Dragino LoRa gateway: connecting to ThingSpeak

Teodor Costachioiu
Apr 7, 2017 · 6 min read
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In this blog post, I will make further progress with the Dragino LG01-S Lora Gateway and LoRa Shield, and I will show you the steps required to publish data on ThingSpeak.

Developed by Mathworks (best known as the creators of MATLAB®), ThingSpeak is “an Internet of Things (IoT) platform that lets you collect and store sensor data in the cloud and develop IoT applications.”

A lot of IoT devices can push data to Thingspeak (including but not limited to Arduino, Raspberry Pi). The gathered data can be analyzed online, using MATLAB ®.

Unfortunately, this doesn’t come free. There’s the option of a free account for testing and small non-commercial projects. A student license starts from 55 EUR. Home use licenses start from 75 EUR. Academic and commercial licenses are also available.

In this blog post, I will use a free license, as for the given moment I have no further plans to use ThingSpeak.

If you already own a MathWorks account, you can use it to connect also to ThingSpeak. Otherwise, create an account first..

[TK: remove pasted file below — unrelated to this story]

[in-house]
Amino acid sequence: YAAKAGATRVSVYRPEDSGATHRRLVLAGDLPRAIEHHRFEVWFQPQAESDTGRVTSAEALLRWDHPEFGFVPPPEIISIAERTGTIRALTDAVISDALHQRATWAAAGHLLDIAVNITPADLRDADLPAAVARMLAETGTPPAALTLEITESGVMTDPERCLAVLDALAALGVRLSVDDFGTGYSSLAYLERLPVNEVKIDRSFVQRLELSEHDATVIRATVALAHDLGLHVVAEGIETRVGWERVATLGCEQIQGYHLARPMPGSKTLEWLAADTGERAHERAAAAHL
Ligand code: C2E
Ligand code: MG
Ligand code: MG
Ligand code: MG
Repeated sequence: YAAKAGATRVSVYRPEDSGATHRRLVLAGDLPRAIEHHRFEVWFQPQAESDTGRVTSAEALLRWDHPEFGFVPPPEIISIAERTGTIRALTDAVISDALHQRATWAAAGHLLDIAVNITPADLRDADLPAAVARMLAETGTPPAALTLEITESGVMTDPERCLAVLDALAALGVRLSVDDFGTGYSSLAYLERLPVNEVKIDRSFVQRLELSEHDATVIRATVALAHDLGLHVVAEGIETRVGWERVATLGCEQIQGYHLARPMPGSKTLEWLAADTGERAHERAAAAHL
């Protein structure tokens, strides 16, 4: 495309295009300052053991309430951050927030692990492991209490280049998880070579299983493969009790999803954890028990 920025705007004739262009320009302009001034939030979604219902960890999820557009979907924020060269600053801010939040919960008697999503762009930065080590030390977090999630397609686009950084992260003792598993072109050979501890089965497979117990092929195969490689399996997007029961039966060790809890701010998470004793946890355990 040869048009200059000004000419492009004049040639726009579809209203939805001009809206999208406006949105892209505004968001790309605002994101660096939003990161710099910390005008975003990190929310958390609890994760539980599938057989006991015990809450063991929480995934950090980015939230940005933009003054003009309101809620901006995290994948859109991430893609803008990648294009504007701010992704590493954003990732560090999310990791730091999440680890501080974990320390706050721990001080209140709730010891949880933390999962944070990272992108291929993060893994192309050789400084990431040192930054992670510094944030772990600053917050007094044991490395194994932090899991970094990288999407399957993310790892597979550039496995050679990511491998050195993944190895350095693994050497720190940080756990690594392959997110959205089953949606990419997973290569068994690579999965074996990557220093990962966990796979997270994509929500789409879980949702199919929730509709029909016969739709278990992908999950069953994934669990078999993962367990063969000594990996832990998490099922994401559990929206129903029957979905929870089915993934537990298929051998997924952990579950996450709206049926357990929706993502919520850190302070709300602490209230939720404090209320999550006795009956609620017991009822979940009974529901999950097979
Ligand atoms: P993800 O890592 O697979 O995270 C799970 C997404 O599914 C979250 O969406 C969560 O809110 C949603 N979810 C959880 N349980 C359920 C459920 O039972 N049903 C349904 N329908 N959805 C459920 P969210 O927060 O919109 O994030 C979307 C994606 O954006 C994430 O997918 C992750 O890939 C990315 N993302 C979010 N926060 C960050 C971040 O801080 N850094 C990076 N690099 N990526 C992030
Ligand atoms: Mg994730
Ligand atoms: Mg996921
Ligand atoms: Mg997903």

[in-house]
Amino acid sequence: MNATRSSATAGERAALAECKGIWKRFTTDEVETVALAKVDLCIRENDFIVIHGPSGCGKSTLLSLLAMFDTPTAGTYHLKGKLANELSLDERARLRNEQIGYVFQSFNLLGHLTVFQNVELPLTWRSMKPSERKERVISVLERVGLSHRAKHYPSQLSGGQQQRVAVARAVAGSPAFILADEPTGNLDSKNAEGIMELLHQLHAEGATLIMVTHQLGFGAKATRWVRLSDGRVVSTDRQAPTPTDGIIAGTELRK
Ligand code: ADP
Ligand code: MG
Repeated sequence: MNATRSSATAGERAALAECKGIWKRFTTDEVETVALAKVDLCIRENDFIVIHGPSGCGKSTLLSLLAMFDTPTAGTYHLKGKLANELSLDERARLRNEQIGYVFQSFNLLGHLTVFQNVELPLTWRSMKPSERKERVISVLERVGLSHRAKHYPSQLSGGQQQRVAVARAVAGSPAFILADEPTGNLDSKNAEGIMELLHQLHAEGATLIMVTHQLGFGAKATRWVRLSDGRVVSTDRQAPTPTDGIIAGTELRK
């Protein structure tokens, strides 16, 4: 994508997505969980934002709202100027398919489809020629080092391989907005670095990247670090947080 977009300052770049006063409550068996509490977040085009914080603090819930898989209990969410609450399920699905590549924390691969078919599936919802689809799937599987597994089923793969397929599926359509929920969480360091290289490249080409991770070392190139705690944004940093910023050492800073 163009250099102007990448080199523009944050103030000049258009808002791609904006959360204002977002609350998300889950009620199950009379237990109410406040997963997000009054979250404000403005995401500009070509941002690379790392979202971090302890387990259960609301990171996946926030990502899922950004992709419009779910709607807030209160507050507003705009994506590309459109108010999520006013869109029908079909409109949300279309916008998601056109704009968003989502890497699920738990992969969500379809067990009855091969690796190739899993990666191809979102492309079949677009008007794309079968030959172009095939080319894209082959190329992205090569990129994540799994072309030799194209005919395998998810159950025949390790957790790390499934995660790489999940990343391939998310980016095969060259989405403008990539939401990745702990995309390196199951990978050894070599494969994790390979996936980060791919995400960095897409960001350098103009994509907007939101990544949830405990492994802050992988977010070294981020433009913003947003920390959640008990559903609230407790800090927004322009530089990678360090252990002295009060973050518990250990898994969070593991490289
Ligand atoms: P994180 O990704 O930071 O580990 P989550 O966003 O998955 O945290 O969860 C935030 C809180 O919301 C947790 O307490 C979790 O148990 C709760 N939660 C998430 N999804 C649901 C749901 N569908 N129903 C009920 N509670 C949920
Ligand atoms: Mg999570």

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Login to ThingSpeak

Once you log in, you can check your account settings. Mine is a free account.

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ThingSpeak account settings

To publish data to ThingSpeak, one must create a channel. To do so, go to ChannelsMy channels and create a new channel.

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Creating a new channel in ThingSpeak

The new channel is named Dragino_LoRa and has two fields, for temperature and humidity. I didn’t fill any additional data (position and such) as this is for testing purposes only. I’ve left the channel private, for the given moment.

Once the new channel is created, we have the API keys:

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Write down the Channel ID and the Write API Key. You will need it later when you configure the gateway.

Configuring the LG01-S LoRa gateway

The second part of this tutorial is dedicated to the configuration of the LG01-S gateway. Here I will configure the gateway to work with my local WiFi network, and I will upload the Arduino sketch for the ThingSpeak server.